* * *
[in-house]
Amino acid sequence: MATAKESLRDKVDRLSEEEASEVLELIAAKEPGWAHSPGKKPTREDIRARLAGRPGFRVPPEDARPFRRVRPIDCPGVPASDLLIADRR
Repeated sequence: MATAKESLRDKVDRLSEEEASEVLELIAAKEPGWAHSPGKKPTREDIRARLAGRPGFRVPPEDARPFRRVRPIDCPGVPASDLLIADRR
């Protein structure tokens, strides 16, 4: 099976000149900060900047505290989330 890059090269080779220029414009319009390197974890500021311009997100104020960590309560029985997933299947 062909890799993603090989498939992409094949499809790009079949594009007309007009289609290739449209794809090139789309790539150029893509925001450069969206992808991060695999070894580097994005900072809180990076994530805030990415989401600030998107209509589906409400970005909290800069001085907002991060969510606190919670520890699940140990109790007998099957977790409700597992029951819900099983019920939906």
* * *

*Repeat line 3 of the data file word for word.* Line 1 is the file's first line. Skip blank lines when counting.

Repeated sequence: MATAKESLRDKVDRLSEEEASEVLELIAAKEPGWAHSPGKKPTREDIRARLAGRPGFRVPPEDARPFRRVRPIDCPGVPASDLLIADRR